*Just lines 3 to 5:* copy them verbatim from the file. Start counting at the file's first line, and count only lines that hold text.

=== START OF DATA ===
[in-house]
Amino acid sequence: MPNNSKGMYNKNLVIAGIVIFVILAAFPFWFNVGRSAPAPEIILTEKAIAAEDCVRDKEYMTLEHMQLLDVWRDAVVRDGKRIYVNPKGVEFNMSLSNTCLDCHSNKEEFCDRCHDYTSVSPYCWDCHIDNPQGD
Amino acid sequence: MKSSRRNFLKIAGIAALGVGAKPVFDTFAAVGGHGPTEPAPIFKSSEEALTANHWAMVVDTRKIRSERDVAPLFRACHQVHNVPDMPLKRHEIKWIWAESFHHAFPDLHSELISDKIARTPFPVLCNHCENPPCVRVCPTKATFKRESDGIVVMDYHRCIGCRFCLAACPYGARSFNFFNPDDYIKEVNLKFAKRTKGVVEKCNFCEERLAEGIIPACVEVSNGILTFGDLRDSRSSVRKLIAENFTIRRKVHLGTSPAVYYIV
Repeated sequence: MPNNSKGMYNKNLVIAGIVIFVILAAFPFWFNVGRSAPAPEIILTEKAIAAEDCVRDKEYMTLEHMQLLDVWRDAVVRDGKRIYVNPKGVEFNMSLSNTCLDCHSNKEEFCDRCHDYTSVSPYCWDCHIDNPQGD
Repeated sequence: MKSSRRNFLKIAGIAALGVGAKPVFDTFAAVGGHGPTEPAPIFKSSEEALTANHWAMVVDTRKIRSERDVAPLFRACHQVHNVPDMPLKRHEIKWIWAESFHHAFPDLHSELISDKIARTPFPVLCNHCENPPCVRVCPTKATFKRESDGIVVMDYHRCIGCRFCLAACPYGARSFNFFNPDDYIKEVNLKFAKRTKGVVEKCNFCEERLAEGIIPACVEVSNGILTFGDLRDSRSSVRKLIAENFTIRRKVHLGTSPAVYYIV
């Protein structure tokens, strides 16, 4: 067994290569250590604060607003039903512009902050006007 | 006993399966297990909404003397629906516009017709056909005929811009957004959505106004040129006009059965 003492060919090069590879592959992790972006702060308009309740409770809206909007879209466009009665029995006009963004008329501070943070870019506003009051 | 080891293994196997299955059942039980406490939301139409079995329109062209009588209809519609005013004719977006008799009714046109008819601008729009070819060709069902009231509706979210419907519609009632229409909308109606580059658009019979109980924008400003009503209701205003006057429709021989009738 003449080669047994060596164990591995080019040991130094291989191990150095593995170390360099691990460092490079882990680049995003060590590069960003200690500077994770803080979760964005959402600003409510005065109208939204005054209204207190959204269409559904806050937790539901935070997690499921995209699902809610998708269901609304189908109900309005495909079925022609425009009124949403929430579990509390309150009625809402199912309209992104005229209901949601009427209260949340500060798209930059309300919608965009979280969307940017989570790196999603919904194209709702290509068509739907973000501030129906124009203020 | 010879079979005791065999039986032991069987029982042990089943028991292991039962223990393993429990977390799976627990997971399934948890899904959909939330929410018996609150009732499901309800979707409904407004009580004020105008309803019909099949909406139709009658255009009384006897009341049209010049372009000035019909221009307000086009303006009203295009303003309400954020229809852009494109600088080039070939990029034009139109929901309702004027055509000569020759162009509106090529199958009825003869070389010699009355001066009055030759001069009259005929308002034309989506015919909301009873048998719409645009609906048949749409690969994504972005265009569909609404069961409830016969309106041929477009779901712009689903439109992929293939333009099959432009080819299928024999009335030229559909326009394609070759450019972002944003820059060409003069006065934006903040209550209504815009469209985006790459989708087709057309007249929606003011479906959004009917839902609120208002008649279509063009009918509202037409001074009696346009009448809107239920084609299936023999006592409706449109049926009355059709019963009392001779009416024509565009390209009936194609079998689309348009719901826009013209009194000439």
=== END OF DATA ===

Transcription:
Amino acid sequence: MKSSRRNFLKIAGIAALGVGAKPVFDTFAAVGGHGPTEPAPIFKSSEEALTANHWAMVVDTRKIRSERDVAPLFRACHQVHNVPDMPLKRHEIKWIWAESFHHAFPDLHSELISDKIARTPFPVLCNHCENPPCVRVCPTKATFKRESDGIVVMDYHRCIGCRFCLAACPYGARSFNFFNPDDYIKEVNLKFAKRTKGVVEKCNFCEERLAEGIIPACVEVSNGILTFGDLRDSRSSVRKLIAENFTIRRKVHLGTSPAVYYIV
Repeated sequence: MPNNSKGMYNKNLVIAGIVIFVILAAFPFWFNVGRSAPAPEIILTEKAIAAEDCVRDKEYMTLEHMQLLDVWRDAVVRDGKRIYVNPKGVEFNMSLSNTCLDCHSNKEEFCDRCHDYTSVSPYCWDCHIDNPQGD
Repeated sequence: MKSSRRNFLKIAGIAALGVGAKPVFDTFAAVGGHGPTEPAPIFKSSEEALTANHWAMVVDTRKIRSERDVAPLFRACHQVHNVPDMPLKRHEIKWIWAESFHHAFPDLHSELISDKIARTPFPVLCNHCENPPCVRVCPTKATFKRESDGIVVMDYHRCIGCRFCLAACPYGARSFNFFNPDDYIKEVNLKFAKRTKGVVEKCNFCEERLAEGIIPACVEVSNGILTFGDLRDSRSSVRKLIAENFTIRRKVHLGTSPAVYYIV